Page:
• But we have made some significant progress, and right now we’re pushing through some last hurdles to start our beta launch sometime before the end of the semester. It’s been quite a ride and since I know that some of you are starting in on that ride, I wanted to share some of the things that have really helped me.
  • Social Venture Startup Lessons - The Tipping Bucket

    1. 1. <ul><li> Introduction
    2. 2. Progress Report
    3. 3. Unsolicited Advice</li></li></ul><li>:<br />Grant-making<br />::<br />:<br />Microcredit<br />
    4. 4.
    5. 5.
    6. 6.
    7. 7.
    8. 8.
    9. 9. Since the SVC:<br />Miles flown – 39,564<br />Nights spent in airports - 12<br />Conferences attended – 5<br />Presentations given – 8<br />Business cards distributed – 262<br />Thank-you notes written – 65<br />Project partners invited - 11<br />Partnerships negotiated - $158,500 (approx)<br />Bones broken – 2<br />
    10. 10. Since the SVC:<br />Websites launched – 0<br />Applications launched - 0<br />Donations processed – $0<br />Buckets tipped – 0<br />
    11. 11.
    12. 12. Be social.<br />
    13. 13. <ul><li> Talk to people. Lots of people.
    14. 14. ESR Center (Todd and Aaron)
    15. 15. Center for Entrepreneurship (Mentor Program)
    16. 16. Student Groups
    17. 17. Students for International Development
    18. 18. Students for Social Entrepreneurship
    19. 19. Web Startup Group / CEO
    20. 20. Trains, planes and automobiles</li></li></ul><li><ul><li> Engage with Social Media
    21. 21. First, Listen!
    22. 22. Learn to use a feed-reader
    23. 23. Follow strategic people on Twitter
    24. 24. Then, Join the Conversation
    25. 25. Compliment
    26. 26. Critique
    27. 27. Connect
    28. 28. Collaborate</li></li></ul><li>Double-Dip at every opportunity.<br />
    29. 29. <ul><li> Get Credit for your work!
    30. 30. Social Entrepreneurship Courses
    31. 31. BUS372
    32. 32. MBA632
    33. 33. Course Projects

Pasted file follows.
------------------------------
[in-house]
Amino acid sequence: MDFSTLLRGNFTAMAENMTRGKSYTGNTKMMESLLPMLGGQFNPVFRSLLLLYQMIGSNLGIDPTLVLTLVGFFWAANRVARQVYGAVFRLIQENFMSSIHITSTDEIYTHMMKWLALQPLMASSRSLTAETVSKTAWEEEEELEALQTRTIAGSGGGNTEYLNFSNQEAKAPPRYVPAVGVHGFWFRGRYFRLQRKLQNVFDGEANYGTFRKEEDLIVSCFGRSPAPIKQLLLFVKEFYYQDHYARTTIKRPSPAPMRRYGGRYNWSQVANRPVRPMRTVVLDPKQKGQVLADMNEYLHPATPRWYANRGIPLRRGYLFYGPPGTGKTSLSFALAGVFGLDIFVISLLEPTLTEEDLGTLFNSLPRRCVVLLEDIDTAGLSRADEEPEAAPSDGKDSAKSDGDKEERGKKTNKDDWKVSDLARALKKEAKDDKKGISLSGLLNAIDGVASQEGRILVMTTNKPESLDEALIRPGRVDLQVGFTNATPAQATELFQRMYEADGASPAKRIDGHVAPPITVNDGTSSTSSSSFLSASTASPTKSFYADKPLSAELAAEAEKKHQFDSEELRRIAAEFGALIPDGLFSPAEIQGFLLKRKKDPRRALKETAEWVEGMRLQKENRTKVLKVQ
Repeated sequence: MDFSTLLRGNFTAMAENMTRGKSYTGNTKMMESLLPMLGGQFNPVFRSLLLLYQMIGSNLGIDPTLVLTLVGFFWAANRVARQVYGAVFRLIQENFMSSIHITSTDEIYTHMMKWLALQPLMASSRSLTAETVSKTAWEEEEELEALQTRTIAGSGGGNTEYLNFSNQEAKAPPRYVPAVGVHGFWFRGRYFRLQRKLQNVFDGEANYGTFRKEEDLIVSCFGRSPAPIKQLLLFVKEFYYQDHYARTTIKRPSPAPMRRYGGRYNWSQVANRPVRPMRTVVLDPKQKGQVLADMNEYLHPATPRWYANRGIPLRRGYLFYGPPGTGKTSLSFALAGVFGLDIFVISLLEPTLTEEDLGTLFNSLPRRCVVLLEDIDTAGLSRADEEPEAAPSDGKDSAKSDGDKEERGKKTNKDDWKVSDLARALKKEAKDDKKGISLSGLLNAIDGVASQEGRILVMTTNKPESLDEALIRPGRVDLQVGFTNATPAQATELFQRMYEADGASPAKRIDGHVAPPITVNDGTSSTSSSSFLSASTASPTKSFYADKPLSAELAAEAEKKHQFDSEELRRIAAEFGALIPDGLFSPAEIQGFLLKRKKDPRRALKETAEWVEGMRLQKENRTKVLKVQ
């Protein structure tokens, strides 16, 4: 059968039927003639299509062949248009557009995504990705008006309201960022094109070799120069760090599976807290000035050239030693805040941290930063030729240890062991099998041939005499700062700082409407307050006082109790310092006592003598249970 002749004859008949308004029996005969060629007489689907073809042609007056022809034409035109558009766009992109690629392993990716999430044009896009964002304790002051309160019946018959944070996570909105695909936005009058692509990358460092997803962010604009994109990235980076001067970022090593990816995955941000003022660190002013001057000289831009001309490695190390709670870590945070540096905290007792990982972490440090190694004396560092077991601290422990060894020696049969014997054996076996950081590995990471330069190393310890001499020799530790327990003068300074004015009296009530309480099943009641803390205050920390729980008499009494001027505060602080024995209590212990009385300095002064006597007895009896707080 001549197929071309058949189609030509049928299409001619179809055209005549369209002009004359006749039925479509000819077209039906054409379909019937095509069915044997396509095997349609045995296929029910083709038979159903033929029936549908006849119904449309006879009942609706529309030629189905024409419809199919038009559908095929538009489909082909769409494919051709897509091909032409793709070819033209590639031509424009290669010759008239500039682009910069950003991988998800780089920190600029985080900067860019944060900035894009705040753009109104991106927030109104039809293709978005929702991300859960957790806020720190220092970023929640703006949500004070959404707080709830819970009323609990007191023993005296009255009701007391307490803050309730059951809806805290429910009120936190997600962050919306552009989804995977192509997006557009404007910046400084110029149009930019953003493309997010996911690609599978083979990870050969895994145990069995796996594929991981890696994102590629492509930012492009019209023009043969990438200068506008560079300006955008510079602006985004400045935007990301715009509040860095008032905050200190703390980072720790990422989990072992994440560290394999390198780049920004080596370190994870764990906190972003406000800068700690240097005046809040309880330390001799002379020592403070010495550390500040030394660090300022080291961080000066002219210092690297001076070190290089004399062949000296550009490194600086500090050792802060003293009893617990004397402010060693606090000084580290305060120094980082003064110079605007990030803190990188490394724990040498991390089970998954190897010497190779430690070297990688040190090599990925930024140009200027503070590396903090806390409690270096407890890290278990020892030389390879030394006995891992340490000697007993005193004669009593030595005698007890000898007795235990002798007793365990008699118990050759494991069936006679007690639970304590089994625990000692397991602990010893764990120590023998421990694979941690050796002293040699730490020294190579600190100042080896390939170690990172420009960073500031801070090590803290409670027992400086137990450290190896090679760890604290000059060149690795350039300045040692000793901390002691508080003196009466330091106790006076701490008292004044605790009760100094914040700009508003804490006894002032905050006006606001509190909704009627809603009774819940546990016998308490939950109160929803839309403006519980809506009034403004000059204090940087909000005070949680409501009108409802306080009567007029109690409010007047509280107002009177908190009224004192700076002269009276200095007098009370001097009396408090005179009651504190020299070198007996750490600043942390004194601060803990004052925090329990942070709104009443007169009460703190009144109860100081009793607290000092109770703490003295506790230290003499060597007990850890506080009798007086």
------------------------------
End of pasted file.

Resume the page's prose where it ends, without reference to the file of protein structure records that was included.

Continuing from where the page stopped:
34. 34. Academic Internships
    35. 35. Mentored Research</li></li></ul><li>“They’re more like guidelines, anyway.”<br />
    36. 36. <ul><li> Your Business Plan is a working document
    37. 37. Rip off (I mean, learn from) the best.
    38. 38. SVC winning plans in the ESR center
    39. 39. More winning plans online
    40. 40. Revise, Revise, Revise
    41. 41. Run Scenarios
    42. 42. “Cases” (base, conservative, best, etc.)
    43. 43. Find the data
    44. 44. Design matters.</li></li></ul><li>ASK!<br />
    45. 45. <ul><li> PR and Media Relations
    46. 46. Prepare press releases
    47. 47. Cultivate relationships with local media
    48. 48. Pitch local/national media
    49. 49. 2-4 hours/week
    50. 50. Social Media
    51. 51. Manage Tipping Bucket Twitter, Facebook and YouTube accounts
    52. 52. Contribute to the Tipping Bucket blog
    53. 53. Help build social media strategy
    54. 54. 3-6 hours/week</li></li></ul><li><ul><li> Video Production
    55. 55. Storyboard/produce/edit 60-sec “How it Works”
    56. 56. Produce/edit 30-sec “I can change the world”
    57. 57. Assist project partners with video production
    58. 58. Animation, 2.5D and film experts needed
    59. 59. 5-10 hours/week</li></li></ul><li><ul><li> Fundraising Support
    60. 60. Research and profile potential large donors
    61. 61. Help craft targeted pitches
    62. 62. Coordinate logistics of “Founders’ Circle” capital campaign
    63. 63. 2-4 hours/week</li></li></ul><li>